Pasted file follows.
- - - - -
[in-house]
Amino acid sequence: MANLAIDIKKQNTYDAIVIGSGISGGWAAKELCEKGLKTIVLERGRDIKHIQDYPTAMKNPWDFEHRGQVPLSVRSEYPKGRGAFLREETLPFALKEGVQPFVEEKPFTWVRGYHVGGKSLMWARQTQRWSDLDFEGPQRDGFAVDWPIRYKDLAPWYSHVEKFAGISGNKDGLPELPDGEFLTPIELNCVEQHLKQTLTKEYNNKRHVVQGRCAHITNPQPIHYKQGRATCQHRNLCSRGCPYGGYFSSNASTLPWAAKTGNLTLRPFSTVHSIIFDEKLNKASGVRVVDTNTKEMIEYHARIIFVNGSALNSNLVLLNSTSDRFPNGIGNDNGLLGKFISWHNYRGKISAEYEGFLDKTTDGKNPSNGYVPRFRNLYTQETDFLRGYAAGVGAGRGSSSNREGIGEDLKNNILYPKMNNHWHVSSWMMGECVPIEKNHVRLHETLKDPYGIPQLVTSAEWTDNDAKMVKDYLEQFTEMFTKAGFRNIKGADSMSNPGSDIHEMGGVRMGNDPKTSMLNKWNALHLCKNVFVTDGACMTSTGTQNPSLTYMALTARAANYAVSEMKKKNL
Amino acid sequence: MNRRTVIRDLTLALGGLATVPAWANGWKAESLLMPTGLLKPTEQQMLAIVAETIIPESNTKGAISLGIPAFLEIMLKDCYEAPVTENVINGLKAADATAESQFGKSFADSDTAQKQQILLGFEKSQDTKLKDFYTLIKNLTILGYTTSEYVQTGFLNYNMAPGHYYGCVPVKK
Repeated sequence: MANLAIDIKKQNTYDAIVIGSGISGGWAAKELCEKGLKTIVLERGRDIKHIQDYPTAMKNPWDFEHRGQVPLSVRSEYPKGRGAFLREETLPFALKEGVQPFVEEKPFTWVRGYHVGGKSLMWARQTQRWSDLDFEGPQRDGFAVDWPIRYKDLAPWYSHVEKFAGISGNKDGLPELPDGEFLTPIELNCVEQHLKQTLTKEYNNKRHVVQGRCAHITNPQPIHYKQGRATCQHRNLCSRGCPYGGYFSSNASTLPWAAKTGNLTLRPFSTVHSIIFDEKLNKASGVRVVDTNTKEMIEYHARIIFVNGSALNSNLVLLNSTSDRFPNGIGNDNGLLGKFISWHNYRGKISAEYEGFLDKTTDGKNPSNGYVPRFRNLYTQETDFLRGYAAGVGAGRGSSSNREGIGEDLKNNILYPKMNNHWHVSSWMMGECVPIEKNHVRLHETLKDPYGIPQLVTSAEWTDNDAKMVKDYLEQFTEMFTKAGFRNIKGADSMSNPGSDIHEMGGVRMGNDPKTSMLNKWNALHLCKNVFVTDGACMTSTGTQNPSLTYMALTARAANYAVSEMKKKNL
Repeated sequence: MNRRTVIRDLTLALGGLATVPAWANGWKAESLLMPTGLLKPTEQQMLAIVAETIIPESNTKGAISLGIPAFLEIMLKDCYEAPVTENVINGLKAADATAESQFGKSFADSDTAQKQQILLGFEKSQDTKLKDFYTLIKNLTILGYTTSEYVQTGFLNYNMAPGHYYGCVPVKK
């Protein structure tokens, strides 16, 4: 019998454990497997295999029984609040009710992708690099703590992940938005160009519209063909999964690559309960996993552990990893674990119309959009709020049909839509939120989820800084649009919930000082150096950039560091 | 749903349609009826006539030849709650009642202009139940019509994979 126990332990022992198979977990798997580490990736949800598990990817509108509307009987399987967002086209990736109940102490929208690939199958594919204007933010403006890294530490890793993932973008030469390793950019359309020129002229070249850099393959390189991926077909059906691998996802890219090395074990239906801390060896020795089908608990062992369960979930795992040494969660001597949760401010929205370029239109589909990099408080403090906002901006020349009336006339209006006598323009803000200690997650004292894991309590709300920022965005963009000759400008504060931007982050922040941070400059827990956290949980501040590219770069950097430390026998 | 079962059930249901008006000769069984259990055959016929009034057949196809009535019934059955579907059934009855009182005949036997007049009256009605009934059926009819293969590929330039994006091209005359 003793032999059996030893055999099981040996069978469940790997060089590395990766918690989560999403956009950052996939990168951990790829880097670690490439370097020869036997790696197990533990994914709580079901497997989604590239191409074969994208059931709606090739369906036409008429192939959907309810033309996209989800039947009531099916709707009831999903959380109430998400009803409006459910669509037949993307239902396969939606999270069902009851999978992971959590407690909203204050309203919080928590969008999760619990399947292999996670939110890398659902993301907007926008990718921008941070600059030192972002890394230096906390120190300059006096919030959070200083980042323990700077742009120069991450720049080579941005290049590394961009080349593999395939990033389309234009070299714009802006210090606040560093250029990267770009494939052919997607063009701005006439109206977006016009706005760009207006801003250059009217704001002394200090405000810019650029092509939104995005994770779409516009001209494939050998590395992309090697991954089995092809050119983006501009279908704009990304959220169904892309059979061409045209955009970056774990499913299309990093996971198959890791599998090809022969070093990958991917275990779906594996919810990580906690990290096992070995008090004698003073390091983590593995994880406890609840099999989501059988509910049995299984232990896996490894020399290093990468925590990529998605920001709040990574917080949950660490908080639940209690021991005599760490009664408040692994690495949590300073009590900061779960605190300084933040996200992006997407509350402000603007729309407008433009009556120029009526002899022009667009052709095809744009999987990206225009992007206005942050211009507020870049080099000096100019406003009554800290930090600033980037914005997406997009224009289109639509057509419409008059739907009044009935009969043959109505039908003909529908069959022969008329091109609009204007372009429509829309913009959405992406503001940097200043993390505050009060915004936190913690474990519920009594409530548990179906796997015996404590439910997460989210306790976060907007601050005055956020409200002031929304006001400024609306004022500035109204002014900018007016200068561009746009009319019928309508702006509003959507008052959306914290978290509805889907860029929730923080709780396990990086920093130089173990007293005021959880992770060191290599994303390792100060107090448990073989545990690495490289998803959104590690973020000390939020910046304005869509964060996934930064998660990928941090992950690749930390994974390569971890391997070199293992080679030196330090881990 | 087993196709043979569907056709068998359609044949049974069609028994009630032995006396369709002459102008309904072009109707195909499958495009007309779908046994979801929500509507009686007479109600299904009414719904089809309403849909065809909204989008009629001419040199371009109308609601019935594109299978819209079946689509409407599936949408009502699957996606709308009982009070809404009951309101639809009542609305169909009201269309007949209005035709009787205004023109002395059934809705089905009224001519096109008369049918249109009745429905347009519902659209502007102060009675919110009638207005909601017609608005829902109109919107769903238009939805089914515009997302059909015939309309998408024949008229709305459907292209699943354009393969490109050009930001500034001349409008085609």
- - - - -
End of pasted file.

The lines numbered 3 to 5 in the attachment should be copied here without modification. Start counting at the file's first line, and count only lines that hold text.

Amino acid sequence: MNRRTVIRDLTLALGGLATVPAWANGWKAESLLMPTGLLKPTEQQMLAIVAETIIPESNTKGAISLGIPAFLEIMLKDCYEAPVTENVINGLKAADATAESQFGKSFADSDTAQKQQILLGFEKSQDTKLKDFYTLIKNLTILGYTTSEYVQTGFLNYNMAPGHYYGCVPVKK
Repeated sequence: MANLAIDIKKQNTYDAIVIGSGISGGWAAKELCEKGLKTIVLERGRDIKHIQDYPTAMKNPWDFEHRGQVPLSVRSEYPKGRGAFLREETLPFALKEGVQPFVEEKPFTWVRGYHVGGKSLMWARQTQRWSDLDFEGPQRDGFAVDWPIRYKDLAPWYSHVEKFAGISGNKDGLPELPDGEFLTPIELNCVEQHLKQTLTKEYNNKRHVVQGRCAHITNPQPIHYKQGRATCQHRNLCSRGCPYGGYFSSNASTLPWAAKTGNLTLRPFSTVHSIIFDEKLNKASGVRVVDTNTKEMIEYHARIIFVNGSALNSNLVLLNSTSDRFPNGIGNDNGLLGKFISWHNYRGKISAEYEGFLDKTTDGKNPSNGYVPRFRNLYTQETDFLRGYAAGVGAGRGSSSNREGIGEDLKNNILYPKMNNHWHVSSWMMGECVPIEKNHVRLHETLKDPYGIPQLVTSAEWTDNDAKMVKDYLEQFTEMFTKAGFRNIKGADSMSNPGSDIHEMGGVRMGNDPKTSMLNKWNALHLCKNVFVTDGACMTSTGTQNPSLTYMALTARAANYAVSEMKKKNL
Repeated sequence: MNRRTVIRDLTLALGGLATVPAWANGWKAESLLMPTGLLKPTEQQMLAIVAETIIPESNTKGAISLGIPAFLEIMLKDCYEAPVTENVINGLKAADATAESQFGKSFADSDTAQKQQILLGFEKSQDTKLKDFYTLIKNLTILGYTTSEYVQTGFLNYNMAPGHYYGCVPVKK